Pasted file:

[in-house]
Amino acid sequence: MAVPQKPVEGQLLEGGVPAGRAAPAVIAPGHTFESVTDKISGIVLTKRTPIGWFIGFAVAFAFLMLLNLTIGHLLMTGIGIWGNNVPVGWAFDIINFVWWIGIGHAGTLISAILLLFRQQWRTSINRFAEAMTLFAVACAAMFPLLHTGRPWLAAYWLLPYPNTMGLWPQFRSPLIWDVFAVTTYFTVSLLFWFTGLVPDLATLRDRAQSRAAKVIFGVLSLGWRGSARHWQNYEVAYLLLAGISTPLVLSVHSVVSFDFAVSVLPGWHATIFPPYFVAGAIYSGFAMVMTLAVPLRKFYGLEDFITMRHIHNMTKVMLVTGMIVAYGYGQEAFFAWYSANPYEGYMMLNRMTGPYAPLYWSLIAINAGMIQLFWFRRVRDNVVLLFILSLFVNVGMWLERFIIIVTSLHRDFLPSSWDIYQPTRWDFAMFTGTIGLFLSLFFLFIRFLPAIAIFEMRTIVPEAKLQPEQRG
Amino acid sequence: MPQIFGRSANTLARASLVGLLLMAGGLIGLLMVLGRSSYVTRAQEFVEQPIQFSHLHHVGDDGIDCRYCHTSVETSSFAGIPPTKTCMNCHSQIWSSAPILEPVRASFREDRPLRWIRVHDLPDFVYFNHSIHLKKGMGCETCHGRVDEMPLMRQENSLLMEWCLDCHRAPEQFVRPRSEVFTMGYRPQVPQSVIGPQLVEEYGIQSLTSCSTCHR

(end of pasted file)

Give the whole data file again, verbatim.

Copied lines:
[in-house]
Amino acid sequence: MAVPQKPVEGQLLEGGVPAGRAAPAVIAPGHTFESVTDKISGIVLTKRTPIGWFIGFAVAFAFLMLLNLTIGHLLMTGIGIWGNNVPVGWAFDIINFVWWIGIGHAGTLISAILLLFRQQWRTSINRFAEAMTLFAVACAAMFPLLHTGRPWLAAYWLLPYPNTMGLWPQFRSPLIWDVFAVTTYFTVSLLFWFTGLVPDLATLRDRAQSRAAKVIFGVLSLGWRGSARHWQNYEVAYLLLAGISTPLVLSVHSVVSFDFAVSVLPGWHATIFPPYFVAGAIYSGFAMVMTLAVPLRKFYGLEDFITMRHIHNMTKVMLVTGMIVAYGYGQEAFFAWYSANPYEGYMMLNRMTGPYAPLYWSLIAINAGMIQLFWFRRVRDNVVLLFILSLFVNVGMWLERFIIIVTSLHRDFLPSSWDIYQPTRWDFAMFTGTIGLFLSLFFLFIRFLPAIAIFEMRTIVPEAKLQPEQRG
Amino acid sequence: MPQIFGRSANTLARASLVGLLLMAGGLIGLLMVLGRSSYVTRAQEFVEQPIQFSHLHHVGDDGIDCRYCHTSVETSSFAGIPPTKTCMNCHSQIWSSAPILEPVRASFREDRPLRWIRVHDLPDFVYFNHSIHLKKGMGCETCHGRVDEMPLMRQENSLLMEWCLDCHRAPEQFVRPRSEVFTMGYRPQVPQSVIGPQLVEEYGIQSLTSCSTCHR